Signs of Professionalism conference attendees celebrate 25 years of NZSL interpreting and teaching
In November 2017 the three day Signs of Professionalism conference (http://www.signsofprofessionalism.co.nz/ ) was held at Auckland University of Technology. This event brought together over 270 Deaf and hearing teachers, educators, interpreters, researchers, and students to celebrate the exciting milestone of 25 years of NZSL interpreting and teaching.
The conference was co-hosted by four partner organisations who worked in collaboration for over one year to plan and organise this event:
The conference was warmly opened with a pōwhiri led by Michael Wi and supported by the Māori Deaf community, a great experience for our international delegates. Presentations were then opened with a welcome from AUT’s Vice Chancellor Derek McCormack. The programme was a diverse, informative, and interesting range of presentations, workshops, and panel discussions. Topics covered included (but were not limited to): NZSL teaching, interpreting research, Deaf education, and planning for the future of NZSL.
Delegates said they learnt a lot and felt inspired by the quality of presentations. James Bichan (Christchurch) said “It was a great opportunity to see combined SLIANZ and NZSLTA sharing thoughts and ideas together - a rare opportunity to exchange valuable experiences, knowledge and perspectives. I look forward to new opportunities and new initiatives in the future”.
Three wonderful keynote presentations gave delegates many ideas for discussion, reflection, and inspiration throughout the weekend:
- Professor Lorraine Leeson (Trinity College Dublin, Ireland): “Working with Interpreters: Is it worth the effort?”
- Ben Lewis (UCLA, USA): “Sign Language Gain”
- Rachel McKee and David McKee (Victoria University of Wellington, NZ): “25 years on: Changes and challenges”
Shona McGhie (Auckland) said “An excellent conference using NZSL which is a great value. Sign language is the spirit of Deaf people for New Zealand and worldwide. A great sign language conference!”
Funding from the NZSL Board helped make this conference as accessible as possible. It allowed us to provide subsidised registration to 222 delegates, who paid only $120 (instead of $300) for the entire weekend including social events. As well provision of NZSL-English interpreting and live captioning, we were able to live stream keynote sessions and other selected presentations so that people unable to come could still watch online. To date these sessions have had over 1,500 views, and they will continue to be available at: https://livestream.com/accounts/5183627/events/7944731 . Many presentations were also video recorded and will be available soon through the AUT website, along with powerpoint presentations and presenter notes, where available.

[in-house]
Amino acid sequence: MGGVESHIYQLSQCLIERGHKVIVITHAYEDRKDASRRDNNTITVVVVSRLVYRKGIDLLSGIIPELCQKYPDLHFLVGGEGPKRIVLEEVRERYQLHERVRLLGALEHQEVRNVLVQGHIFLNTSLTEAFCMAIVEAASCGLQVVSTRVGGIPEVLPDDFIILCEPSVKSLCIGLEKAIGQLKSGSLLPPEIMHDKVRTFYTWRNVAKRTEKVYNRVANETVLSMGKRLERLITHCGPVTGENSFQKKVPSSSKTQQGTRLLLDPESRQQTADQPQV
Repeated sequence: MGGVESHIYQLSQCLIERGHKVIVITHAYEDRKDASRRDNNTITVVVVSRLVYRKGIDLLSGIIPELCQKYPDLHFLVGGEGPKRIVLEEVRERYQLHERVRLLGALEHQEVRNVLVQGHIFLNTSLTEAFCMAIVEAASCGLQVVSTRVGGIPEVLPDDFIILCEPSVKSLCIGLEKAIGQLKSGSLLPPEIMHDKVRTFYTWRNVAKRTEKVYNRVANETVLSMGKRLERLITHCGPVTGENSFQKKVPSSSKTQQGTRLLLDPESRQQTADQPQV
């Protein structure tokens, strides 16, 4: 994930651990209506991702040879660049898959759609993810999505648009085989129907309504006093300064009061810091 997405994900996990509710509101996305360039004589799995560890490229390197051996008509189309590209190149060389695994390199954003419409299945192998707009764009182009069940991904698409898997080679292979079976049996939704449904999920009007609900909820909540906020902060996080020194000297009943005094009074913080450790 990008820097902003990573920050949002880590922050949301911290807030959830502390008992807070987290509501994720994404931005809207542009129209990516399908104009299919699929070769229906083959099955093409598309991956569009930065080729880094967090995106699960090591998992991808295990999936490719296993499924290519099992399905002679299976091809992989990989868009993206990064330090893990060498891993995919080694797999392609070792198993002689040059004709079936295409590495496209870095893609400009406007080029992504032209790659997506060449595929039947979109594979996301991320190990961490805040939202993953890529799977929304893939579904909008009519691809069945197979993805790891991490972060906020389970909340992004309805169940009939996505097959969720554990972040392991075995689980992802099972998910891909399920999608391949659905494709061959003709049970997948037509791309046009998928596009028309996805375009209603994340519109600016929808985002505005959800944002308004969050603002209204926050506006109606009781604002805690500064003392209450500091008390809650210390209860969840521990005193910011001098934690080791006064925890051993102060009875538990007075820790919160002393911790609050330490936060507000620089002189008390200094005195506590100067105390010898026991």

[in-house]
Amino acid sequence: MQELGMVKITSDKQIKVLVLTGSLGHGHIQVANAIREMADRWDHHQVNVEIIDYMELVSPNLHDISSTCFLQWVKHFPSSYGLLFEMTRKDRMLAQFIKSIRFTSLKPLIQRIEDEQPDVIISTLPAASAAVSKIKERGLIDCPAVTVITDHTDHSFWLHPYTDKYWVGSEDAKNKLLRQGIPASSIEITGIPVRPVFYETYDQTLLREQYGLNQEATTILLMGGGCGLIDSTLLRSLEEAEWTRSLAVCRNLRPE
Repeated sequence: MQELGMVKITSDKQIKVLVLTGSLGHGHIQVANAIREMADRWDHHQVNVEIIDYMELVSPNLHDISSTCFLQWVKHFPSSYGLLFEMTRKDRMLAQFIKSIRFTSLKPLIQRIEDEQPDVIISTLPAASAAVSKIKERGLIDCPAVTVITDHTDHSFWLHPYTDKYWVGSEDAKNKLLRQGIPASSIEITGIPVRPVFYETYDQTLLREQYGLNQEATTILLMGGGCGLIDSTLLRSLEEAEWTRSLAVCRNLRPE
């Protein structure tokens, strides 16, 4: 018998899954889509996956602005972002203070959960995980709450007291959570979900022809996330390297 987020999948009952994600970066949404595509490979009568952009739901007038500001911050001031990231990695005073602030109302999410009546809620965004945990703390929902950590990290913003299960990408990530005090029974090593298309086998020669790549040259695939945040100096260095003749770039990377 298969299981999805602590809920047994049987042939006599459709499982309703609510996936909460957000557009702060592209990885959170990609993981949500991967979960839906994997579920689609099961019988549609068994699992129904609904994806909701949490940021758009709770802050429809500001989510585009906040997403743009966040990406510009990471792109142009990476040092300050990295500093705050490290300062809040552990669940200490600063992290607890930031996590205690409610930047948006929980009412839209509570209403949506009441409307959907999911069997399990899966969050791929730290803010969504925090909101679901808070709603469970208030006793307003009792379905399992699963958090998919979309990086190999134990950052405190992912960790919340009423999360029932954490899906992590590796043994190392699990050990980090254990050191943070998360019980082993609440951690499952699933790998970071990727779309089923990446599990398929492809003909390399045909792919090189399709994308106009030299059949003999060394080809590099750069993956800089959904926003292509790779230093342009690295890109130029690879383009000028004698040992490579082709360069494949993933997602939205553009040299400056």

The conference also included fun social events, entertainment, and celebrations! The MCs for the Friday evening were Sara Pivac Alexander and Victoria Lessing, followed by Megan Mansfield and Matthew Flynn for Saturday evening. On the Friday evening an official celebration event marked 25 years of NZSL interpreting and teaching and many of the people who were instrumental in developing our professions were honoured, including David McKee and Rachel McKee who established the interpreter training programme at AUT in 1992. Saturday entertainment included fantastic sign singing performances by SLIANZ, an interpreter inspired short film, NZSLTA video clips to reflect winners of NZSL StoryFest for the last 25 years. We also saw a story performed by Shaun Fahey, a previous StoryFest winner,and a farewell performance by Māori Deaf.
Delegates reflected on the conference as a valuable opportunity to meet, socialise with new and old friends; and to network and discuss new ideas with new people. They felt there was a good choice of presentations and workshops and they felt they benefitted personally as well as professionally.
Delegate feedback on the conference:
John Pua, a Deaf delegate from Papua New Guinea, said "Wow I was astounded to find that there are so many NZ Deaf signers I could talk to. I learnt such a wealth of information from them."
Rebeccah Curtis, SLIANZ President, sums up her experience at the conference: "What an awesome opportunity for NZSL interpreters to have this calibre of professional development and to experience it alongside NZSL teachers and the Deaf community."
Any questions about the conference or presentation videos/ live streaming?
Conference organising committee members:
- AUT: Lynette Pivac, George Major, Susie Ovens
- SLIANZ: Rebeccah Curtis, Kelly Hodgins, Felicity Crowe, Lynx
- NZSLTA: Shona McGhie, Pam Croskery, Karla Smith
- VUW: Rachel McKee, Sara Pivac Alexander
We would also like to acknowledge the interpreters, student volunteers, captioners, and photographers who worked very hard throughout the conference.
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